The Effect of Modern War Games on the Prejudices of Children

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Aron Rottier
Prof. Emma Ramey
Writing 150-37
25 October 2011
The Effect of Modern War Games on the Prejudices of Children
The rise of video games among youth in recent decades has spurred many new studies into the psychological effects of continued video game usage on a high level. According to a study by The Pew Internet & American Life Project, 97% of children and teens play video games (Lenhart, 2008). Video games and violence have also had a positive correlation, meaning they have some relation to each other in increased violence levels in adolescents. In recent years there have been a multitude of multi-platform supported games all with a plot that involves Middle Eastern cultures in a negative context. Could the effect of psychological conditioning and consistent positive reinforcement from the gameplay against radical Islamic terrorist groups develop into prejudices and generalized stigmas toward Middle Eastern cultures? These games that are being represented also share a close similarity to military simulation used to condition soldiers to combat, which I believe also proves that aggressive gameplay is indeed supportive, if not at part causal, for aggressive actions or thoughts.

The groups who would be affected most by this would be children and teens, as they have the highest usage on a regular basis with teens up to fifty percent who had played a game “yesterday” (How Can Advertisers, 2009). Looking at both the pervasive and regular usage of children under the age of eighteen, it seems evident that whatever effect may be present would be experienced by a large portion of youth. Video game usage for these youth is happening at a time in their lives when they are forming and developing social ideology. In the stage of human development at this time in their lives, full reasoning skill and acknowledgement of the fact that it is only a game may not be present in all children.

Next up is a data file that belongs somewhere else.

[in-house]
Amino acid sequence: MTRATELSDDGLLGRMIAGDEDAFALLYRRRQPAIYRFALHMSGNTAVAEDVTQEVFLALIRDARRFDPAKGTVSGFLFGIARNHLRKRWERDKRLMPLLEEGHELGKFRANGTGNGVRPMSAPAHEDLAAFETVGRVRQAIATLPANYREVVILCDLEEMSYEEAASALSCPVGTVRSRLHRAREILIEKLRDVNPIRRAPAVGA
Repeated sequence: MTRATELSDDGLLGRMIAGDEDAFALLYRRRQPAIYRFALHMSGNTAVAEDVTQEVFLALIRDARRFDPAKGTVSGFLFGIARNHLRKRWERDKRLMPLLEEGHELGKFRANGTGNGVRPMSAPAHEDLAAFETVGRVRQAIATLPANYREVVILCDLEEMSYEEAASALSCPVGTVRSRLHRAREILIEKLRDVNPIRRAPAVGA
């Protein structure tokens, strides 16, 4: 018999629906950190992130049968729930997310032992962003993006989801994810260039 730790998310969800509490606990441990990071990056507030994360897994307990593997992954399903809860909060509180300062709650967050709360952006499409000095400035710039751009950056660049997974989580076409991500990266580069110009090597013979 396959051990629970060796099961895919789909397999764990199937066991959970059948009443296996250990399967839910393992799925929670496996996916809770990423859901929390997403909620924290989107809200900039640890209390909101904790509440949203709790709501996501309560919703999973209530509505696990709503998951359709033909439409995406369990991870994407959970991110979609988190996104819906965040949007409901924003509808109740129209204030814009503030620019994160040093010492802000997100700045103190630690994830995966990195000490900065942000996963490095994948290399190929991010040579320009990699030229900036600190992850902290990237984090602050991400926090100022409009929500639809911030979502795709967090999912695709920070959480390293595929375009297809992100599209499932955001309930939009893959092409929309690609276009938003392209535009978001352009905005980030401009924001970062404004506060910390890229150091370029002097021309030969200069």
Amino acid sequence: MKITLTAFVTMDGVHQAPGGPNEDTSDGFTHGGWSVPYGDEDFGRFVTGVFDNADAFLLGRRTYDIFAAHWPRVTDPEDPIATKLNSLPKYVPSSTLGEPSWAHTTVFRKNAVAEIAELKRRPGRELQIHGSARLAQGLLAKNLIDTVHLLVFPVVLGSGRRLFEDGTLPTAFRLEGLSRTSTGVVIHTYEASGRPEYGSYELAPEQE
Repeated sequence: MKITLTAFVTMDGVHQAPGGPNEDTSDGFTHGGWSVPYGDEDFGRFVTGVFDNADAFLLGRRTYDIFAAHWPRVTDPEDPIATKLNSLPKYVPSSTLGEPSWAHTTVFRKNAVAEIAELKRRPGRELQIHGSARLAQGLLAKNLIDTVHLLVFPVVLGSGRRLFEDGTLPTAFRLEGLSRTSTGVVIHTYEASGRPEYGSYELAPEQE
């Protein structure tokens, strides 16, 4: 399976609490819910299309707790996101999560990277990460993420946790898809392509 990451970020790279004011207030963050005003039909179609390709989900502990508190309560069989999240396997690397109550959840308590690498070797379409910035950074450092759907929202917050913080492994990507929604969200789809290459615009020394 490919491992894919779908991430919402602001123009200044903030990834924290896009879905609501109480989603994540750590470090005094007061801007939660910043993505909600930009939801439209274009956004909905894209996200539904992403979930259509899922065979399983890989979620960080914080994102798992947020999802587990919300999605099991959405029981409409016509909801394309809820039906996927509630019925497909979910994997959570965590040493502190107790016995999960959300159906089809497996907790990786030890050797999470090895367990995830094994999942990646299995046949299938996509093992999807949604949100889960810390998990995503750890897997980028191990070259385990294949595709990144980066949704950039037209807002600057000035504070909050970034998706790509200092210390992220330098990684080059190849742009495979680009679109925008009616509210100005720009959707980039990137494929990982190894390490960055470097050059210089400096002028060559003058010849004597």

The game itself would be very important in the way that it would affect the player. In the same study done by The Pew Internet & American Life Project, 86% of teens play games on a console such as a Xbox 360 or PS3 and 73% play games on their computer (Sood, 2008). If we look at record sales of games in the last few years we can see that the Call of Duty series has been extremely successful. Call of Duty 4: Modern Warfare sold more than 13 million copies since released according to figures from 2009 since the game was released in late 2007(Activision to Showcase, 2009). Its predecessor, Modern Warfare 2, set records with selling 4.7 million copies within 24 hours of its release (Molina, 2009). Another hit game series is Battlefield, especially in its versions Bad Company 2 and now Battlefield 3. In all of these blockbuster and hit games that were just mentioned there is an element of Arab hostility in which the player has to fight against a Middle Eastern militia or military faction. With video games now emerging as a significant industry affecting millions of people, we must consider what possible impact these games could be making on their customers. The psychological effect of conditioning is always in use by our brain, as it perceives stimuli and attempts to analyze it in conjunction to the situation surrounding it. This effect has been experimented on by many, but was fathered by Ivan P. Pavlov and later deeply researched by B. F. Skinner, a strong behaviorist (Staddon, 2003). This psychological paradigm states that all actions can be accounted for, both experimentally and in one’s natural development, by conditioning. Classical conditioning is based on the basic principles of a response that is generated by an unconditioned stimulus (US) which then results in an unconditioned response (UR). In cases, conditioning takes place when certain elements are present that, by themselves, initially do not produce the corresponding UR, this is called the conditioned stimulus (CS). After the conditioning process has occurred, the CS...
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